Which Joe gave his name to ‘sloppy joes’? We look at five interesting sandwiches and their lexical origins.
Having a very high opinion of oneself; self-important.‘the butler was a gentleman full of his own importance’
- ‘Watching her outside the house, she seems a bit, well, full of her own importance as though everything she says matters, even though, frankly, it doesn't.’
- ‘You seem awfully full of your own importance around girls sometimes.’
- ‘Some were engaging, others pompous, and yet others far too full of their own importance.’
- ‘He is someone full of his own importance who wants you to think his time is more precious than yours.’
- ‘He accused local Councillors of not having a clue and being full of their own importance.’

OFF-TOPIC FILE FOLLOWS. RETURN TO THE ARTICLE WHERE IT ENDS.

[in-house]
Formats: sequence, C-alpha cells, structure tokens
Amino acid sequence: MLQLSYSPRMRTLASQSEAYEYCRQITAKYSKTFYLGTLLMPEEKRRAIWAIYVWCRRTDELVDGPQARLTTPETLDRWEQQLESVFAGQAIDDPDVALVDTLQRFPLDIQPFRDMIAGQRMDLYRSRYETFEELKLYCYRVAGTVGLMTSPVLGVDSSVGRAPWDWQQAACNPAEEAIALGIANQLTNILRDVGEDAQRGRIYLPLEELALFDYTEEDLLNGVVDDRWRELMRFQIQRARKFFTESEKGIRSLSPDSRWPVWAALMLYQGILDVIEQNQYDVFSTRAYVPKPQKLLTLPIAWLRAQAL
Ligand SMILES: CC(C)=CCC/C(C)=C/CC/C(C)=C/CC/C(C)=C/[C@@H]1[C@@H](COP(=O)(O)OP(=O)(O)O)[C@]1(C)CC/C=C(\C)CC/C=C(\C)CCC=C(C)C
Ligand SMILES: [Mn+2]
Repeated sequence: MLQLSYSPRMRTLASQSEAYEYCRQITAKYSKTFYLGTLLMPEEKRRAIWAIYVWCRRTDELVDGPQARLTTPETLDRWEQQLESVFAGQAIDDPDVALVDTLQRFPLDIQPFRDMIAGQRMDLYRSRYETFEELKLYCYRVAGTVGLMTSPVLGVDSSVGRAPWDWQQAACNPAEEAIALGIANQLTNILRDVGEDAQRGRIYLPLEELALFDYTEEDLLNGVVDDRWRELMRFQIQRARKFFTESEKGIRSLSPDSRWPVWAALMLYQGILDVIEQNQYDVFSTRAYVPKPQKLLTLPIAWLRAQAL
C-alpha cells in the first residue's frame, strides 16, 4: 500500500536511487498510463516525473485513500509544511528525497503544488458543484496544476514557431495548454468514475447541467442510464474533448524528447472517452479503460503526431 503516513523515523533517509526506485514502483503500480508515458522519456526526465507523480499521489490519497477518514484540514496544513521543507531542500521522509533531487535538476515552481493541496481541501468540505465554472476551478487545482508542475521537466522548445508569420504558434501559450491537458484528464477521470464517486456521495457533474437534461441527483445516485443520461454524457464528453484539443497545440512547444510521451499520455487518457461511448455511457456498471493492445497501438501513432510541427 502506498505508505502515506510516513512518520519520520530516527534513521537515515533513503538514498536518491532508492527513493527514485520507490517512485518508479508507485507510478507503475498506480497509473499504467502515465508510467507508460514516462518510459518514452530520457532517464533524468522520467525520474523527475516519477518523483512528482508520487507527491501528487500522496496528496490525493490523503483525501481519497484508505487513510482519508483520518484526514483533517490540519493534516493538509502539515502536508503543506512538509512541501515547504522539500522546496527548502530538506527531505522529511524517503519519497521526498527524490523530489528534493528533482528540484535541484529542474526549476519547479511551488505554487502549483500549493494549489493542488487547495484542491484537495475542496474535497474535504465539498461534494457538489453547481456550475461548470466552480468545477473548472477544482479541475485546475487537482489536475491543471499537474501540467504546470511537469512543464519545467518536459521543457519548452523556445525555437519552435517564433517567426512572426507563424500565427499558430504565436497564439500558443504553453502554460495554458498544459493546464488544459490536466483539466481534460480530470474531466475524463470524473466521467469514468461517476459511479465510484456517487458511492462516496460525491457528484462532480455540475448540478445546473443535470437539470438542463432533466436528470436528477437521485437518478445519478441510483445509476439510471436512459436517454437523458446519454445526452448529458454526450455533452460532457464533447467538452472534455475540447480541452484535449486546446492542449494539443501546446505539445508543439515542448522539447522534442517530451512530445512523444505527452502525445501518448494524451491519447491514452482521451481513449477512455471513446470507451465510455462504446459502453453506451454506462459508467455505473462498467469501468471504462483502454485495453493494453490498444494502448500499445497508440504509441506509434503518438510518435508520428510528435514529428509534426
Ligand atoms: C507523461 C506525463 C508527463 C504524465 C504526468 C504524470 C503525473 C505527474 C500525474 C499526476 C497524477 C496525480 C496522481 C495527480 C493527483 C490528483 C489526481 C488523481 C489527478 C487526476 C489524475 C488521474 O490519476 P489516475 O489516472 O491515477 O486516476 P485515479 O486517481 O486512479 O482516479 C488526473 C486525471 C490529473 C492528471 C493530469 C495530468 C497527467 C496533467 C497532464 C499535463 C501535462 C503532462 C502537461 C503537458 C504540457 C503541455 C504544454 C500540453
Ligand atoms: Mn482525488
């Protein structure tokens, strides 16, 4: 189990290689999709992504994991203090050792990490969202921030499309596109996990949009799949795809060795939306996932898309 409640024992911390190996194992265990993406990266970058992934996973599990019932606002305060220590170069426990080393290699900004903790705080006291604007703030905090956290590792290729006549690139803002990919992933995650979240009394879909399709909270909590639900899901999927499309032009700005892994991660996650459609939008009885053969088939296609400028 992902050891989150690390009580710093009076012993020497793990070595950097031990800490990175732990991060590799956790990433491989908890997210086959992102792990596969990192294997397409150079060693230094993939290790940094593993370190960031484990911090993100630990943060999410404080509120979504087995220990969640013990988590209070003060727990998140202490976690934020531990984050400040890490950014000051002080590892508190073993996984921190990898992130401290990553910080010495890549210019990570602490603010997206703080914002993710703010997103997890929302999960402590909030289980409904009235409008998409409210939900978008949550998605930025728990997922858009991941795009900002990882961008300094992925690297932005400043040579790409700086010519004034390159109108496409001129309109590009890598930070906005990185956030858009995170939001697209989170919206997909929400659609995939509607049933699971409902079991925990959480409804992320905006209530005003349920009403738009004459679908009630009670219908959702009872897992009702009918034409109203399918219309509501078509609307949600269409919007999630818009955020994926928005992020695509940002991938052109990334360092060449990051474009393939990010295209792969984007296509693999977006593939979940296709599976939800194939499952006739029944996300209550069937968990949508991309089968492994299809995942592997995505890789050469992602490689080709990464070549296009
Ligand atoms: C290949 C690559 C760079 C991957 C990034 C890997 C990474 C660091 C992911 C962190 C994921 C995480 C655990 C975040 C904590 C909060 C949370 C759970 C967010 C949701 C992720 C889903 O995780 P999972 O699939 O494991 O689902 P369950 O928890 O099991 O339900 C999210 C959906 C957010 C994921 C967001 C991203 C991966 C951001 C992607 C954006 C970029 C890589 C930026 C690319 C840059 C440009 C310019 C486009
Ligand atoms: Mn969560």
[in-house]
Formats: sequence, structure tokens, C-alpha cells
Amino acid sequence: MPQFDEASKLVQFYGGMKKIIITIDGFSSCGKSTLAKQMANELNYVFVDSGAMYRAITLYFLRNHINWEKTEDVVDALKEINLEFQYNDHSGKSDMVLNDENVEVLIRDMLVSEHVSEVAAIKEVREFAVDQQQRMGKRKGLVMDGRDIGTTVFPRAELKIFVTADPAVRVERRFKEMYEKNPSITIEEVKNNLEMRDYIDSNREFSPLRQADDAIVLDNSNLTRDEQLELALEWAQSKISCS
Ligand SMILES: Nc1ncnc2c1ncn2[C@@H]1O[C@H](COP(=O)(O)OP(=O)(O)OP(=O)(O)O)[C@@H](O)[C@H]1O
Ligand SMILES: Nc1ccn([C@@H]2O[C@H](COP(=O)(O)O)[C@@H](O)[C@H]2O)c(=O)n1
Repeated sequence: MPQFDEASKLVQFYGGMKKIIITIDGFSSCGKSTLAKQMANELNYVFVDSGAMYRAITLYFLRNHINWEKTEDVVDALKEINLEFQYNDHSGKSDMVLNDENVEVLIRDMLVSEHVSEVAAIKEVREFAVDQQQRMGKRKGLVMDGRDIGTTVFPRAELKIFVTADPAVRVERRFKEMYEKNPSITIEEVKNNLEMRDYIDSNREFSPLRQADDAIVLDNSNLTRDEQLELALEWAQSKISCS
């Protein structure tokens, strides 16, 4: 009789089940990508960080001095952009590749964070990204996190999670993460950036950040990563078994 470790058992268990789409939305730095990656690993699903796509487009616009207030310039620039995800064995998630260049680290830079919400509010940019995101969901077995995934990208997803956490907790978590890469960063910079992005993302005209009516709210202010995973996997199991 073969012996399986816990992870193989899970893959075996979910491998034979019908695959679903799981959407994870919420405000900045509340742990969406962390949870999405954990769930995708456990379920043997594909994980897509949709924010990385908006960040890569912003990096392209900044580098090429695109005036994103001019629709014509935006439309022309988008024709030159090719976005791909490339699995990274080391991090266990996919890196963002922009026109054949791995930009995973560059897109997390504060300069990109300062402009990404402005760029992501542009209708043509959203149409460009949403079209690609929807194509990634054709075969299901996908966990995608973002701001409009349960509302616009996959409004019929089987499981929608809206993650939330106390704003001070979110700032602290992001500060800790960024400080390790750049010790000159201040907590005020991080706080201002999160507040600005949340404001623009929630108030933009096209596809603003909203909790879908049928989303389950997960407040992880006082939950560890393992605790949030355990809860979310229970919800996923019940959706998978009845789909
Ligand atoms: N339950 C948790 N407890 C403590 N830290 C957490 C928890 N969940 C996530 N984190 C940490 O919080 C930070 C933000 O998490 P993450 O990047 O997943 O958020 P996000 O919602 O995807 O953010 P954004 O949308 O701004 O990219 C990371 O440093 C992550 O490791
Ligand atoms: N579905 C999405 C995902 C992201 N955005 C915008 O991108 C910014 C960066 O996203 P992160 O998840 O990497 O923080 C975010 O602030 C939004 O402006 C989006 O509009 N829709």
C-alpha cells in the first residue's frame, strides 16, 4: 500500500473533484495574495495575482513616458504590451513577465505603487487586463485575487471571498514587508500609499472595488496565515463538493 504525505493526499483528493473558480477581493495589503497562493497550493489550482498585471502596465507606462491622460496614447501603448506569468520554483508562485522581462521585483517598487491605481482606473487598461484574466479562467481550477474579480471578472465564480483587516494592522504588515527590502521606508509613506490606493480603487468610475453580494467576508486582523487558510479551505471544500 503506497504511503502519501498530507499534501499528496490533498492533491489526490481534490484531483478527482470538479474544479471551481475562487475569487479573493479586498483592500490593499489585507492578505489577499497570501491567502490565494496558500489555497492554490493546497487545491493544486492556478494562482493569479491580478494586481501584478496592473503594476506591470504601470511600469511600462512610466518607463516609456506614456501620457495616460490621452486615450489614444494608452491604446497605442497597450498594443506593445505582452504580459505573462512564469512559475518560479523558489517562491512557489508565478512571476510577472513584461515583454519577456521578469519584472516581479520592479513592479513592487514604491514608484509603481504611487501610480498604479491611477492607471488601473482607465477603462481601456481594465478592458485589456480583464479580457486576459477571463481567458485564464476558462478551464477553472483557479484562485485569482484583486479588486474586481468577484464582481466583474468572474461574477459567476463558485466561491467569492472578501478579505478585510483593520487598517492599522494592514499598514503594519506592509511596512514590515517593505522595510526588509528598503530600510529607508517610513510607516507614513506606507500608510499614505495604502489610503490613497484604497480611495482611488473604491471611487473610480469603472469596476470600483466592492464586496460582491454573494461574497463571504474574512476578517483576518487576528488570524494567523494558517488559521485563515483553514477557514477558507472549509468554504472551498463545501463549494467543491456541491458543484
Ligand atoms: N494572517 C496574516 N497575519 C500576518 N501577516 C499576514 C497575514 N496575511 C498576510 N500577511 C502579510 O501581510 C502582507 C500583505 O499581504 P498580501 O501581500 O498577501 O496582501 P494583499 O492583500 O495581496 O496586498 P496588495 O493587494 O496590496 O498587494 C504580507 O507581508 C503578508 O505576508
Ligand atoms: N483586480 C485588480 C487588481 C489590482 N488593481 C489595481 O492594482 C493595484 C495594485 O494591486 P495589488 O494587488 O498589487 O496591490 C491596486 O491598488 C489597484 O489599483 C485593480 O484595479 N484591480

- ‘They don't need some literary twit full of his own importance to tell them ‘You're too common to describe the world for yourself; better let me do it for you.’’
- ‘All afternoon he's successfully impersonated a man who's not hurried, not ruffled, and not full of his own importance.’
- ‘She is audaciously arrogant, completely full of her own importance, and tears into everyone around her: ‘If I can't keep the manor, I want it to go to one of us.'’
- ‘Myres is so full of his own importance he is incapable of making a sincere apology.’
- ‘He is so full of his own importance that he has published a book explaining how heroic, free-thinking people like himself are superior to the conformist masses.’
We take a look at several popular, though confusing, punctuation marks.
From Afghanistan to Zimbabwe, discover surprising and intriguing language facts from around the globe.
The definitions of ‘buddy’ and ‘bro’ in the OED have recently been revised. We explore their history and increase in popularity.